The graphical user interface is a little utilitarian, but we love the level of customization it provides. It's relatively easy to make fine adjustments such as adjusting the picture controls or setting the delay for surround-sound speakers. We also give it credit for being able to handle non-anamorphic wide-screen DVDs--using a combination of the "squeeze" mode and the adjustable zoom, we were able to properly fill the screen while maintaining the correct aspect ratio, even when switched to HD outputs. That's a big plus, considering that aspect ratio flexibility is lacking on a lot of older and current HDTVs. There are even some pretty wacky options such as Audio Tone, which changes the key of the audio--supposedly useful for karaoke discs. Also, the Oppo offers the ultimate DIY option: updatable firmware. Just download to a PC, burn a disc, and install the upgrade.
The jack pack offers pretty much the maximum connectivity options that you can expect from a DVD player: HDMI, component, S-Video and composite video outputs; optical and coaxial digital audio outputs--many players only offer one or the other; analog stereo outputs; and 5.1-multichannel analog audio outs. The DV-970HD is able to upconvert DVD video over its HDMI output to 720p and 1080i, in addition to 480i and 480p resolutions. Around the front, the aforementioned USB jack and four-in-one memory card reader--it accepts SD, MMC, Memory Stick, and Smart Media formats--offer the promise of enjoying digital media that's not disc-based. On our review sample, both the memory card reader and the USB port were dead, but we have requested a replacement and will update the review when we have more information.
In terms of disc compatibility, the Oppo DV-970HD is about average. It choked on most of the discs in our test suite that are marked difficult and even a couple that are marked easy. On the upside, it had no problem playing DVDs with MP3s on them, as well as DivX files burned on DVDs and CDs. The DV-970HD also provides excellent support for high-resolution audio discs, including SACD, DVD-Audio, and HDCD. Even better, it's able to send multichannel SACD and DVD-Audio over its HDMI output, assuming your receiver can handle it. Note that the Oppo's internal bass management options won't satisfy serious audiophiles, so they'll want to offload that task to a receiver, anyway.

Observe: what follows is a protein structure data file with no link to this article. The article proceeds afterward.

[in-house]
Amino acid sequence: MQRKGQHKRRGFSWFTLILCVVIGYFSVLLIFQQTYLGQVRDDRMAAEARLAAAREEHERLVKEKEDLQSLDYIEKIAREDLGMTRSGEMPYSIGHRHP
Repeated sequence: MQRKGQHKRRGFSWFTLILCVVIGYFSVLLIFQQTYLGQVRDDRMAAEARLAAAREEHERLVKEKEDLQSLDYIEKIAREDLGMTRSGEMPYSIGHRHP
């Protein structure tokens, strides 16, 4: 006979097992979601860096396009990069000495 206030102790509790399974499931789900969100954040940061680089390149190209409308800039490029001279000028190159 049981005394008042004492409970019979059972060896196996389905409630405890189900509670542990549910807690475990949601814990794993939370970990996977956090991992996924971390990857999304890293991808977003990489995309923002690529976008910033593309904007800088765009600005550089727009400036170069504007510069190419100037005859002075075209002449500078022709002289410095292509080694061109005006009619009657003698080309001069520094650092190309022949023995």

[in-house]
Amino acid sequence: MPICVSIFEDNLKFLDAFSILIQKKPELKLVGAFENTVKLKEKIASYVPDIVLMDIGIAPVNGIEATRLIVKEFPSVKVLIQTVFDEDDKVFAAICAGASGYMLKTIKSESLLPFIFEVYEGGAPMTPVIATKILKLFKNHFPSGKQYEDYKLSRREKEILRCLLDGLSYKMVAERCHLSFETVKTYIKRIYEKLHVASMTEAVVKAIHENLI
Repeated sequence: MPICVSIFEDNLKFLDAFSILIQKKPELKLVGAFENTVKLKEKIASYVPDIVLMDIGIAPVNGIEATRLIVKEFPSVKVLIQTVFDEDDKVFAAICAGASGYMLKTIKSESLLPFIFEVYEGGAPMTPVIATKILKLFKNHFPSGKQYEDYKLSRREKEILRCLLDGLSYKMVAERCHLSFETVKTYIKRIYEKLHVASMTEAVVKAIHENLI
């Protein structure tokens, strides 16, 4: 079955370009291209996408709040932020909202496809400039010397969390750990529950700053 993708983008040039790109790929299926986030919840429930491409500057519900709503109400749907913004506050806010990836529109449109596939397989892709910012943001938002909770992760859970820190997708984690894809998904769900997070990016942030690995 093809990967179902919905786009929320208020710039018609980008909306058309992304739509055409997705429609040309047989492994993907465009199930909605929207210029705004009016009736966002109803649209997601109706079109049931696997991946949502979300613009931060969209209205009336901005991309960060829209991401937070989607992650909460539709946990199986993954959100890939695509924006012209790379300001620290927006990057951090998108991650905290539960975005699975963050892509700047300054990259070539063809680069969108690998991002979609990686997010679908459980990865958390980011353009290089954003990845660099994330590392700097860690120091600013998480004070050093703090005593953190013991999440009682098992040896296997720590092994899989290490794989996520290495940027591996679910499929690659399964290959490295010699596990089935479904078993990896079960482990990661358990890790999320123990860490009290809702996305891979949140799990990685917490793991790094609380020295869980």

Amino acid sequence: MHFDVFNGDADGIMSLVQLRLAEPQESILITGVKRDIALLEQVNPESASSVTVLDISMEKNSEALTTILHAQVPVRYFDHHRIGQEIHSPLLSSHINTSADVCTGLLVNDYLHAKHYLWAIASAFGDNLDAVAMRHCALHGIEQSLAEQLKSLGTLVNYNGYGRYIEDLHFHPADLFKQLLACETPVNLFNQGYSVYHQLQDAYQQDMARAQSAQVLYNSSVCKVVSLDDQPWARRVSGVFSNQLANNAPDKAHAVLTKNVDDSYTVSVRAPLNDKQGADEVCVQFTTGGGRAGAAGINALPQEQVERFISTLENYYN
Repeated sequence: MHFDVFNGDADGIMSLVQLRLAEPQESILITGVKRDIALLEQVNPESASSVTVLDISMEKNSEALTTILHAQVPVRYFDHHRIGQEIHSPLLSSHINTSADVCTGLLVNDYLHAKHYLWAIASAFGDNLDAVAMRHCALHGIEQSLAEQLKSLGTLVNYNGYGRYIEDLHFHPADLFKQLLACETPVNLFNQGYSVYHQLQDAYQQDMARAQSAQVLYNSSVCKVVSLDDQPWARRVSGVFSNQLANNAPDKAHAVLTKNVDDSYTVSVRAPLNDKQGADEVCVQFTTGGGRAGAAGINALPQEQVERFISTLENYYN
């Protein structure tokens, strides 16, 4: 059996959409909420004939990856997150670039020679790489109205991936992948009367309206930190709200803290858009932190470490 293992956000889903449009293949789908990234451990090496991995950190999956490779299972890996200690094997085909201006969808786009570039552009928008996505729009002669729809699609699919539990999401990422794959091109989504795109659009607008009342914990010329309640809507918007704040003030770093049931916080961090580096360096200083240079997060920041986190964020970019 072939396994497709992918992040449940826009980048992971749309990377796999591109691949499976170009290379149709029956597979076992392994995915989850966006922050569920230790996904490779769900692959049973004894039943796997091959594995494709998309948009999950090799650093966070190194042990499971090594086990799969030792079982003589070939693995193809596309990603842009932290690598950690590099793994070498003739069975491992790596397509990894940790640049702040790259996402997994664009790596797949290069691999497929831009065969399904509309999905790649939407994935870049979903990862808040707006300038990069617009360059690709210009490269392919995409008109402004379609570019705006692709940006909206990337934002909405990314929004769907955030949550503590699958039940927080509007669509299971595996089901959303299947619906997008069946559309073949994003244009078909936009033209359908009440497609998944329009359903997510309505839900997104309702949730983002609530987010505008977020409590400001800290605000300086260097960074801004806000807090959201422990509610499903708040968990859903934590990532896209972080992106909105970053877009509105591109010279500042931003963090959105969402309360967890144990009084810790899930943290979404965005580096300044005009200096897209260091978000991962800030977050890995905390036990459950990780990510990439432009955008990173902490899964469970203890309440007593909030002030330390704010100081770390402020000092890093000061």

We put the DV-970HD through the steps of Silicon Optix's HQV Benchmark test and it performed very well. Resolution tests were detailed and stable, rotating lines suffered only a little distortion, and it successfully engaged 2:3 processing on the difficult "race car" test. However, it wasn't perfect--we could see some slight artifacts on a waving flag, and its noise reduction was lackluster.
We decided to put the DV-970HD head-to-head with the aforementioned $850 Denon DVD-2930CI and watched several scenes from the Serenity DVD. It was extremely difficult to pinpoint any scene where the DVD-2930CI was demonstrably better. Even on a sizeable screen such as the 50-inch Pioneer PDP-5070HD's, we felt the DV-970HD held its own.
In all, the Oppo DV-970HD delivered an experience more reminiscent of the decidedly high-end Denon DVD-2930CI than that of similarly priced players. That's a big compliment, considering the huge price differential. With its fully loaded feature-set and excellent performance, the DV-970HD is an exceptional choice for videophiles and home-theater enthusiasts who are on a budget.